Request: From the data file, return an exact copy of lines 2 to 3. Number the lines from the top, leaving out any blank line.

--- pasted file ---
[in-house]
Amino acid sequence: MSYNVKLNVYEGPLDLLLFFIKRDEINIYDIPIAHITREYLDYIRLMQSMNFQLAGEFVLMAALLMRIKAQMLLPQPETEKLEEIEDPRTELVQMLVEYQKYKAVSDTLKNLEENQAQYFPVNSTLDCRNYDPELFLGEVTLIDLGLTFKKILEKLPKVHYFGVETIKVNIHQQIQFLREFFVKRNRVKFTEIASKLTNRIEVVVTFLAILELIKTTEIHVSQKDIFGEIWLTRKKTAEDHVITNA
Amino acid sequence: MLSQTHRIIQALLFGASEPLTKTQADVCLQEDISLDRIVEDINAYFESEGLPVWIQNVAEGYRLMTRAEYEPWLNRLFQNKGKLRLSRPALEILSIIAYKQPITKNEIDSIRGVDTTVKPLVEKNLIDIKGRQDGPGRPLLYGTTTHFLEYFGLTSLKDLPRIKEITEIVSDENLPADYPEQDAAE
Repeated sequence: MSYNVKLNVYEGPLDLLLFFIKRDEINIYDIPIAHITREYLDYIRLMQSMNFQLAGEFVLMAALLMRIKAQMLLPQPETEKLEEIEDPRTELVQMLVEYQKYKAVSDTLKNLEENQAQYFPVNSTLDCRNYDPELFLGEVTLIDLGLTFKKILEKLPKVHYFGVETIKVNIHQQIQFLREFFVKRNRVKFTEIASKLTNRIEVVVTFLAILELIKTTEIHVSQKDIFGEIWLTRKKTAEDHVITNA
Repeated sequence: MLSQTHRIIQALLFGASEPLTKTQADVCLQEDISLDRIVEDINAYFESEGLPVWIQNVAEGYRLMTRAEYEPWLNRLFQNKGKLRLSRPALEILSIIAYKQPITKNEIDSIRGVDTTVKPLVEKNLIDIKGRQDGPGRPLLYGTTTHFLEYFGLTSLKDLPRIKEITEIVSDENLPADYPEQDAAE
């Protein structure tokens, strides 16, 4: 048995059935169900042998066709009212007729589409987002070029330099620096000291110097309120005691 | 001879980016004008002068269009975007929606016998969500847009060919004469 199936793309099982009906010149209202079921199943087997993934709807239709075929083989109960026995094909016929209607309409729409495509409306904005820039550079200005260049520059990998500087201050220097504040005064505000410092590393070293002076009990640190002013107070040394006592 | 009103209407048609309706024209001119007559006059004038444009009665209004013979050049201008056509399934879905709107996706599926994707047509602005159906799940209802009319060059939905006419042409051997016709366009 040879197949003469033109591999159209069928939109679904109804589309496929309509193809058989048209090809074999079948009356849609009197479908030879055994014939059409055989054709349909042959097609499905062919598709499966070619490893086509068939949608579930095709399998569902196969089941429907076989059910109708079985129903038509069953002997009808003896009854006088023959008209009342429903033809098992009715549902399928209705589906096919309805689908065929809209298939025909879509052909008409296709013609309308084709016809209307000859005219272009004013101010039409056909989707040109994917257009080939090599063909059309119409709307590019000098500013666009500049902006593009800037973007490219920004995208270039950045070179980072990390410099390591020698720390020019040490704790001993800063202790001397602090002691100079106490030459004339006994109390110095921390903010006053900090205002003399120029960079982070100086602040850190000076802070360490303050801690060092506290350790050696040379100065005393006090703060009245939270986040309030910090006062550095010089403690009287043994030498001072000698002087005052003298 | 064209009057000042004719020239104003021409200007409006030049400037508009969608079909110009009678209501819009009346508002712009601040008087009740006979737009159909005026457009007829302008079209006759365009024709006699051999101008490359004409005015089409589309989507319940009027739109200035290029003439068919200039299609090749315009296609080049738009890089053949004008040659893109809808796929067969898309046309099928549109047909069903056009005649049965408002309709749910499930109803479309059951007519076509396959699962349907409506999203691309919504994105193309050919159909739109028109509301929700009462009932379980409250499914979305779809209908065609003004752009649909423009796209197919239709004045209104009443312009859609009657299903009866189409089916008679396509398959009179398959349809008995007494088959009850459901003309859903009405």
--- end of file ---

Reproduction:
Amino acid sequence: MSYNVKLNVYEGPLDLLLFFIKRDEINIYDIPIAHITREYLDYIRLMQSMNFQLAGEFVLMAALLMRIKAQMLLPQPETEKLEEIEDPRTELVQMLVEYQKYKAVSDTLKNLEENQAQYFPVNSTLDCRNYDPELFLGEVTLIDLGLTFKKILEKLPKVHYFGVETIKVNIHQQIQFLREFFVKRNRVKFTEIASKLTNRIEVVVTFLAILELIKTTEIHVSQKDIFGEIWLTRKKTAEDHVITNA
Amino acid sequence: MLSQTHRIIQALLFGASEPLTKTQADVCLQEDISLDRIVEDINAYFESEGLPVWIQNVAEGYRLMTRAEYEPWLNRLFQNKGKLRLSRPALEILSIIAYKQPITKNEIDSIRGVDTTVKPLVEKNLIDIKGRQDGPGRPLLYGTTTHFLEYFGLTSLKDLPRIKEITEIVSDENLPADYPEQDAAE